Change is generally good, for a majority of the people, a majority of the time. However fear of the unknown often retards the advance of change, and after a few surprises, it’s easy to become change-averse and fearful of the outcome of any change in our lives.
Many people have experienced a change in the last couple of years that can be the most disruptive of nearly all events in our lives – the loss of a job. This has been ranked up there with a death in the family in terms of negative feelings, depressive influence and life interruption. Those who’s livelihoods and lifestyle was most dependant upon that weekly income are those most profoundly affected, and those who were the least prepared, i.e. having no savings or cushion, were the one’s that felt the pinch most severely.
Those that embraced the change, reassessed their situation in a realistic, fearless way, were able to use their strengths, and send their lives in a new, positive direction. Many started their own businesses, gaining control over their income, their lives and their schedule. Some found new careers through retraining, additional education or volunteering through other organizations that lead to a new position. Change managed and channeled is change for the better, activity takes away the fear and returns you to a position of control.
In business, change has to be carefully managed through frequent, relevant communication, strong leadership, and transparent planning. The less employees fear, the more likely they are to embrace the new order and get with the program in a positive way.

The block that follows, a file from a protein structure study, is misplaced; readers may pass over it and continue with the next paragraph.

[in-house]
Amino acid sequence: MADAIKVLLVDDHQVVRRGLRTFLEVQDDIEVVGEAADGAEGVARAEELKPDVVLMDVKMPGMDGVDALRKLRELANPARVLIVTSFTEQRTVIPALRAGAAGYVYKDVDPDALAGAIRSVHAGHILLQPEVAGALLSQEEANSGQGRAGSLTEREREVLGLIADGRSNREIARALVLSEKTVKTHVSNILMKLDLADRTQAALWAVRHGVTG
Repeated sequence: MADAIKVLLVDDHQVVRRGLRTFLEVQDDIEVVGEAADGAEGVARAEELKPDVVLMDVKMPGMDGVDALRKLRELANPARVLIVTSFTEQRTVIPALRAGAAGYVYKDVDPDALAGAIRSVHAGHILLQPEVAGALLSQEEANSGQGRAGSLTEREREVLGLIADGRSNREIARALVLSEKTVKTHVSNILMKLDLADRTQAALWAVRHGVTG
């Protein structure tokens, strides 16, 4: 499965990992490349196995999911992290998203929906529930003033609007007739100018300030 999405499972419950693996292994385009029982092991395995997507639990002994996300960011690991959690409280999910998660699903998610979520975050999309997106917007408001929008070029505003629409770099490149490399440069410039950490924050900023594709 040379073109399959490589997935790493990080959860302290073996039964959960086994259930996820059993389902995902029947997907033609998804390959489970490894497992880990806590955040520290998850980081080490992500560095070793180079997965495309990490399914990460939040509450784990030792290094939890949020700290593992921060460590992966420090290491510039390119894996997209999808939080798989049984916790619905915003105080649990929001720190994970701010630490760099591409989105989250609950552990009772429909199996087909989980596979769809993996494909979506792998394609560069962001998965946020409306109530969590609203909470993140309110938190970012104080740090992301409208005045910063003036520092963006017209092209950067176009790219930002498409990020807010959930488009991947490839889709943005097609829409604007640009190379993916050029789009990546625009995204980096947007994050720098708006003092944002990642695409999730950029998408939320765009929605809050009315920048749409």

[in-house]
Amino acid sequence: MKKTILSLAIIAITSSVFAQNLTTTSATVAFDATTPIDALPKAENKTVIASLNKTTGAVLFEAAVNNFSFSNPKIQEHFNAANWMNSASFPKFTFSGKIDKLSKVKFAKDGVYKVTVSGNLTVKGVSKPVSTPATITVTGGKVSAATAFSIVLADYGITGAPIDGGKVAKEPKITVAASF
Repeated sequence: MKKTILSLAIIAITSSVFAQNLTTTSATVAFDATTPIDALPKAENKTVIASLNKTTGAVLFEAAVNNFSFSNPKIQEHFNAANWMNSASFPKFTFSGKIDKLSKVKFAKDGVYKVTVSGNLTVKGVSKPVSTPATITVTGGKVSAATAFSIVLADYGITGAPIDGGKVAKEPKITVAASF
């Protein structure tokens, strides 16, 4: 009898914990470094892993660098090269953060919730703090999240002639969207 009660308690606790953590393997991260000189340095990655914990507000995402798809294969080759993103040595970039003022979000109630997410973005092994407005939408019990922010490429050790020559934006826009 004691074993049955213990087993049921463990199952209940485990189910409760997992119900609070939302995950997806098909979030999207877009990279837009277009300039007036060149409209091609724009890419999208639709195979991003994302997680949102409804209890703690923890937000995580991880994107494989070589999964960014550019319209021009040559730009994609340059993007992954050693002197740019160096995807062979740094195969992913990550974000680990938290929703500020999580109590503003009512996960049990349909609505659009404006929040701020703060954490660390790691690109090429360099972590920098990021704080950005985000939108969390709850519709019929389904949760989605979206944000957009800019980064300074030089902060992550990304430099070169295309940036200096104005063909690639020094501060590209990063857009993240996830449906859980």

The economy has forced changes on virtually every business out there, and some have managed those changes with the least damage to employees and their bottom line, and come out stronger at the other end as a result. Other have employed a more drastic slash-and-burn tactics, and are now hunting for talent, hurting for cash, and have lost market share to their competitors who were ready to gear up for growth.
Marketing is often the promoter and enactor, a catalyst for change – how our company looks to the world affects how we work internally, which drives process change. New marketing programs bring changes in business processes, like customer service, order fulfillment, purchasing, invoicing, vendor selection, even physical plant management and HR. That kind of broad ranging change can bring some heat to the marketing department, but if managed correctly, can lead to a stronger, more visible, more progressive company in the long-run.
Communicate often, make it relevant, tell workers what’s going to be coming down the pike, give them time to process and absorb it, react to it, vent about it, and accept and embrace it – once people get comfortable with the new order, they’ll wonder how they did things any other way . . .
Tell us your most fear inducing change story, and let us know how it turned out in the long run, what your company did badly, what it did well to manage the change. We’d love to hear from you . . .
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